"The Gay Agenda: 1. Equality 2. See Item 1"

Freedom to Marry in Washington



This post is part of a series highlighting the amazing work of our 2013 Irving J. Fain Award winners. Continue to check back to learn about the inspirational projects at Reform congregations across North America.

The commandment “Justice, justice shall you pursue” wisely comes with no expectation that the results will be immediate. To the contrary, Rabbi Tarfon reminds us, “It is not incumbent on you to complete the work, but neither are you free to desist from it.” (Pirkei Avot 2:21)

The task of achieving marriage equality nationwide is not yet complete, but at the state level there have been several hard-won victories over the past year. In Seattle, the members and clergy of Temple Beth Am (TBA) played an active role in the Jewish Marriage Equality Coalition and helped make Washington one of four states that supported marriage equality at the ballot box in November 2012.TBA had been on the record supporting LGBT rights since 1994, when the membership voted at an annual meeting to oppose anti-gay initiatives that were then circulating in the state. Shortly after he was hired in 1995, Rabbi Jonathan Singer began performing same-sex commitment ceremonies, and over the years he spoke from the pulpit and at the state capitol in favor of LGBT rights, domestic partnership and marriage equality. By the time the freedom to marry campaign came to Washington in 2012, our congregation was on board and, frankly, wondering what was taking so long.

Outreach to faith communities was an important element of the campaign, and TBA members were involved both in interfaith efforts and also as part of the Jewish Marriage Equality Coalition. The Coalition grew to comprise 28 Jewish organizations statewide, including nine of the 17 Reform congregations and the Jewish Federation. The Orthodox community could not explicitly support marriage equality, but they were persuaded that the measure protected religious freedom by allowing individual clergy to personally decide which weddings he (or she) would perform – and therefore agreed not to publicly oppose it.

There were myriad of ways for TBA members to get involved, and we leapt in with both feet. Among other things:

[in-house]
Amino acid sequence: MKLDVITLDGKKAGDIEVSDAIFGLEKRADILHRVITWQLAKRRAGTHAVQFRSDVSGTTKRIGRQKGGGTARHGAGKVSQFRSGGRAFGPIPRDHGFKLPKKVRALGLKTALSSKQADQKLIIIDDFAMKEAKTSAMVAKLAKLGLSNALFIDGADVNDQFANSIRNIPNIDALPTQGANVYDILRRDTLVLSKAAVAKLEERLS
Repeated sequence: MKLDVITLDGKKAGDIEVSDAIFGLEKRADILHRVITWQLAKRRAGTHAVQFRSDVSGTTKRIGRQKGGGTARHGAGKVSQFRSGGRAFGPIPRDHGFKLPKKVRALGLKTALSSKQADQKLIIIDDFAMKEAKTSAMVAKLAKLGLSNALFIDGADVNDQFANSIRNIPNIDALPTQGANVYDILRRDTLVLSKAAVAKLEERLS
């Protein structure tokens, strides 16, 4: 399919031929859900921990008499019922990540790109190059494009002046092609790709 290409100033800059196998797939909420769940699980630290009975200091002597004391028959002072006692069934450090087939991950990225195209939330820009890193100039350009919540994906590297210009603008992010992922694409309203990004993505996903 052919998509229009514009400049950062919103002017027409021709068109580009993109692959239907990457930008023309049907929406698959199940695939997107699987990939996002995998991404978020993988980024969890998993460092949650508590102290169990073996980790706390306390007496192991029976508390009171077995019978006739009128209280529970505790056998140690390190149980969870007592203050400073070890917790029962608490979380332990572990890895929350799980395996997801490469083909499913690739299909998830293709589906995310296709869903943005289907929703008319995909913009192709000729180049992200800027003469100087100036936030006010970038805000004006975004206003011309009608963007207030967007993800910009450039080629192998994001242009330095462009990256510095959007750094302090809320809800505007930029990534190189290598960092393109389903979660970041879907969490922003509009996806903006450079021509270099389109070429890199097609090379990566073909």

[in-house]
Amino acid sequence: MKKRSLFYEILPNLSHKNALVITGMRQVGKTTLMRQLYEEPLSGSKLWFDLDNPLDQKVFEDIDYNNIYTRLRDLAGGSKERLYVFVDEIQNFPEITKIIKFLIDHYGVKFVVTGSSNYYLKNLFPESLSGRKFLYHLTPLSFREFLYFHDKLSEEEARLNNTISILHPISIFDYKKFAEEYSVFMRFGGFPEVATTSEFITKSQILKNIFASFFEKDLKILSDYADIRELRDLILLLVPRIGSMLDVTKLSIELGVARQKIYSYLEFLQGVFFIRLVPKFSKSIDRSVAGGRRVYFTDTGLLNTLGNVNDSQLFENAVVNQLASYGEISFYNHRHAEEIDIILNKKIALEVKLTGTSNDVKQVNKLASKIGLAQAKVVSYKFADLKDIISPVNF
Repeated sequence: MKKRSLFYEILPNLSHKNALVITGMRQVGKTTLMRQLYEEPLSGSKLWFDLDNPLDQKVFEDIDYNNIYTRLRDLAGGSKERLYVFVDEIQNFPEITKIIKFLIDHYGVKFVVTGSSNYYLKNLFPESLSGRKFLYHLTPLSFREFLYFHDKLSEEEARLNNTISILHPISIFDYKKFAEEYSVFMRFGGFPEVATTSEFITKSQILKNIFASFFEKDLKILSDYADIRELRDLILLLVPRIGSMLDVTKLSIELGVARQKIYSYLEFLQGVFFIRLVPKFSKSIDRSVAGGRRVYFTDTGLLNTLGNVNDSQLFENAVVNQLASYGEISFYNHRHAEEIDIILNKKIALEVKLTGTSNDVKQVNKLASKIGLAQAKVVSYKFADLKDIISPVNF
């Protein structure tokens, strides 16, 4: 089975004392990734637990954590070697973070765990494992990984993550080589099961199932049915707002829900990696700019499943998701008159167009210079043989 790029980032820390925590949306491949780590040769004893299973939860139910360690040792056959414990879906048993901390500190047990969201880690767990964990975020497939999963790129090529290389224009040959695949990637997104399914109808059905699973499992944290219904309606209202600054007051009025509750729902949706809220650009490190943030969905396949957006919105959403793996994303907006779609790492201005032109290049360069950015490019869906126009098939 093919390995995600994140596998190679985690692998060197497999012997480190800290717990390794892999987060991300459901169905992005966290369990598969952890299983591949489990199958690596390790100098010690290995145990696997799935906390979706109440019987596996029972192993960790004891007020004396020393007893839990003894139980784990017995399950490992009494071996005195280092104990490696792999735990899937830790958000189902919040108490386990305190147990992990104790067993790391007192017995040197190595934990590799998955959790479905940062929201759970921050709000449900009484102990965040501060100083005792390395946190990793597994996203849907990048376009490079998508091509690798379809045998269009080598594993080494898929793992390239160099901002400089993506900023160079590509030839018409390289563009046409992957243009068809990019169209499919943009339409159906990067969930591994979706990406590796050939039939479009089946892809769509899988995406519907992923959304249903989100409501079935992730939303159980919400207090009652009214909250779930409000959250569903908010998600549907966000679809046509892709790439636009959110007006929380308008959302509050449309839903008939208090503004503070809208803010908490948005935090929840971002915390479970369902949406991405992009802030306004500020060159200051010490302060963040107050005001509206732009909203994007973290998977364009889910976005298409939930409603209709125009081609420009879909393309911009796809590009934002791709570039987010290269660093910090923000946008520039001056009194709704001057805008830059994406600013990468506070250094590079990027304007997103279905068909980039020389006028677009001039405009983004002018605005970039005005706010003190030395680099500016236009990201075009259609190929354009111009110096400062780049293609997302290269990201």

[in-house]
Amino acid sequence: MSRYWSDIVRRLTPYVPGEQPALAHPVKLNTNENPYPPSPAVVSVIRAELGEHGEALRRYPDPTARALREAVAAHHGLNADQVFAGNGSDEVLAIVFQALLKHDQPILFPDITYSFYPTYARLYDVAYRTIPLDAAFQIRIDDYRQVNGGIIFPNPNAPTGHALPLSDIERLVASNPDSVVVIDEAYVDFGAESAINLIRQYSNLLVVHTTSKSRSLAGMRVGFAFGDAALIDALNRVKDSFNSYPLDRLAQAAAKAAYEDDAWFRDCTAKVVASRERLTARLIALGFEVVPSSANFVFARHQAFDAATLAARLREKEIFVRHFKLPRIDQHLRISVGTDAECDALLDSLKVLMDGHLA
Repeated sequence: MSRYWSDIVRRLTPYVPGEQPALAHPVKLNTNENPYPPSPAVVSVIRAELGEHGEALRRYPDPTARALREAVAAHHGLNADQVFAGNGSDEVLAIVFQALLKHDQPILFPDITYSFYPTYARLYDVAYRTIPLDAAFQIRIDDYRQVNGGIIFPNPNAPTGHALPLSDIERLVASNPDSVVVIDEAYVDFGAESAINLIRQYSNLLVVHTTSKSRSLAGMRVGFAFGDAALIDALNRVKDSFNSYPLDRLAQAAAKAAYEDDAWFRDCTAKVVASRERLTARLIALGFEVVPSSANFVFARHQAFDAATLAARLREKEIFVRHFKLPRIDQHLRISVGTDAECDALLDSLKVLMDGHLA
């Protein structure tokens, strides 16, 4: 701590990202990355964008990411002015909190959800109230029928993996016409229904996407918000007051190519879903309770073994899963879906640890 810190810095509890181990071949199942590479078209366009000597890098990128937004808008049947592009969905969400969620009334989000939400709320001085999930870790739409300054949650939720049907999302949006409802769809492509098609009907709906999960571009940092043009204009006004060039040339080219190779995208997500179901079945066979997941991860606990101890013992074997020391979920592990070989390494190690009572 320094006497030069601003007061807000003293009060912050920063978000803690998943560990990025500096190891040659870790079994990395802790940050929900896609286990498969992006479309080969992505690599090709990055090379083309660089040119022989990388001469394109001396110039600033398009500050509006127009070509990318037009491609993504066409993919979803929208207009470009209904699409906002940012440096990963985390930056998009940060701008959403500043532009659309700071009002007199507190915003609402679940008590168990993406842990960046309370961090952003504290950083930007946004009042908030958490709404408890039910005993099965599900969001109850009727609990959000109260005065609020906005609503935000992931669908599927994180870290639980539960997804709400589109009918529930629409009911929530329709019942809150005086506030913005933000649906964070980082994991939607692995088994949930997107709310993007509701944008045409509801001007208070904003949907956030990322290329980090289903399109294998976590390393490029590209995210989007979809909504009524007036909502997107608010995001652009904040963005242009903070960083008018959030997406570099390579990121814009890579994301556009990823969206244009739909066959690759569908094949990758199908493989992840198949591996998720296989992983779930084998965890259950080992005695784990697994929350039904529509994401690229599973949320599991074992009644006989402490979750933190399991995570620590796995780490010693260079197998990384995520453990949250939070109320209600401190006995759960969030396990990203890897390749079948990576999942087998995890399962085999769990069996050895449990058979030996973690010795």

·         We fielded a contingent in the Seattle Pride March, carrying banners for marriage equality;
·         We offered community service hours for youth group members who participated in the Pride March;
·         We hosted a training session for the Jewish community on “How to Have a Jewish Conversation About Marriage Equality;”
·         One of our members curated an exhibit of same-sex ketubot, called “Equal Vows,” which was the subject of a cover story in the JT News, our local Jewish community paper;
·         We hosted phone banks in the synagogue office and social hall one or two nights a week for the Washington United for Marriage campaign;
·         We joined with numerous other congregations and individuals for a “Faith Ballot March” to demonstrate the range of faith communities’ support for marriage equality; and
·         The shul was a distribution center for buttons, yard signs, and other campaign materials.As we pursued justice together, we also learned much about each other. The campaign centered on having “courageous conversations” about what freedom to marry meant to each of us. For some, it was finally being able to say “I do” to a partner of many years; for others it was the chance to dance at a child’s wedding; and for still others it was simply being part of the civil rights struggle of our generation.

Shelly Cohen is a member of Temple Beth Am in Seattle, WA.

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